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Invited abstracts

Francesco Bonaccorso: Large scale production of 2D crystals and their application in energy

posted 24 Jul 2017, 05:47 by info admin

Istituto Italiano di Tecnologia, Graphene Labs, 16163 Genova, Italy

Liquid-phase exfoliation of layered materials[1] is offering a simple and cost-effective pathway to fabricate various two-dimensional (2D) crystal-based (opto)electronic[2] and energy devices[3], presenting huge integration flexibility compared to conventional methods.[2,3] However, a key requirement for the realization of such applications is the development of industrial-scale, reliable, inexpensive production processes,[1] while providing a balance between ease of fabrication and final material quality with on-demand properties. Here, I will show our scaling up approach for the solution processing of 2D crystal based on wet-jet milling of layered materials. Moreover, I will present an overview of 2D crystals for flexible and printed (opto)electronic and energy applications, from the fabrication of large area electrodes[2] to devices integration.[2,3]

[1] F. Bonaccorso, et. al., Adv. Mater. 28, 6136 (2016).
[2] F. Bonaccorso, et. al., Nature Photonics 4, 611, (2010).
[3] F. Bonaccorso, et. al., Science, 347, 1246501 (2015).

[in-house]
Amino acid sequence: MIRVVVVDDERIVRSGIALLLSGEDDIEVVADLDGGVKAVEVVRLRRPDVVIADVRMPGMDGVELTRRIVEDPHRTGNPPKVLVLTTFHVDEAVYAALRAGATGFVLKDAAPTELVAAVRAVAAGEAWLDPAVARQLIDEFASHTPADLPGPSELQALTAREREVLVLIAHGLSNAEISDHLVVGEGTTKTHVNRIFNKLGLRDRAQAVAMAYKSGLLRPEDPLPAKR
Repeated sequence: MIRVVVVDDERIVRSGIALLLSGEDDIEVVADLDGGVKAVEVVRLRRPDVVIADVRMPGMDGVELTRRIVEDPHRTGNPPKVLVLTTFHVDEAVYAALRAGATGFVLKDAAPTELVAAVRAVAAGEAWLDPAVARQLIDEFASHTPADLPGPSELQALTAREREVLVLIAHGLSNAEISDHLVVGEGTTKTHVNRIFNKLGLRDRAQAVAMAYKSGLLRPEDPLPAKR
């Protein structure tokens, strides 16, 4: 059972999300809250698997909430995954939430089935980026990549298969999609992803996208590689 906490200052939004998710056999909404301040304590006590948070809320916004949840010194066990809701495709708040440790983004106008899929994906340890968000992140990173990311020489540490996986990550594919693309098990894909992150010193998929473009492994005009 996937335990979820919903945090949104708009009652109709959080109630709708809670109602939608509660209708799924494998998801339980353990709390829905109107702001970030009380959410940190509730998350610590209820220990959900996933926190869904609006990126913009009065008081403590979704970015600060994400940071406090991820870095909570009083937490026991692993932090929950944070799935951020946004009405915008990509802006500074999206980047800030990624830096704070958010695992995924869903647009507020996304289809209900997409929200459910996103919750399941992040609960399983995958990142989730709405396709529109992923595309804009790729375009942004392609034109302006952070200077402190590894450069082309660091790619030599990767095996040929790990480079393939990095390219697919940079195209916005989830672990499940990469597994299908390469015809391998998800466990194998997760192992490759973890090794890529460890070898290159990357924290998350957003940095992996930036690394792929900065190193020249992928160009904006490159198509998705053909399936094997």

Francesco Bonaccorso gained the PhD from the University of Messina in Italy after working at the Italian National Research Council, the Engineering Department of Cambridge University (UK) and the Department of Physics and Astronomy of Vanderbilt University (USA). In June 2009 he was awarded a Royal Society Newton International Fellowship at Cambridge University, and elected to a Research Fellowship at Hughes Hall, Cambridge, where he also obtained a MA. He is currently leading the processing and prototyping group at the Istituto Italiano di Tecnologia, Graphene Labs. He was responsible in defining the ten years scientific and technological roadmap for the European Graphene Flagship. He was featured as 2016 Emerging Investigator by J. Mater. Chem. A. His research interests encompass both the fun-damental understanding and solution processing of novel nanomaterials with on-demand de-signed structures, their spectroscopic characteriza¬tion, incorporation into polymer composites and their technological application in solar and photoelectrochemical cells, lithium-ion batter-ies, light emitting devices and ultrafast lasers. He organized several conferences such as Graphene2015/2016/2017, Graphene Canada, GrapChina 2014/2015/2016, etc., and symposia in MRS, e-MRS. He has several publications in journals such as Science, Nature Nanotechnology, Nature Photonics, Chemical Society Reviews, Advanced Materials, Nano Letters, etc. These have been covered by a number of reports in the press.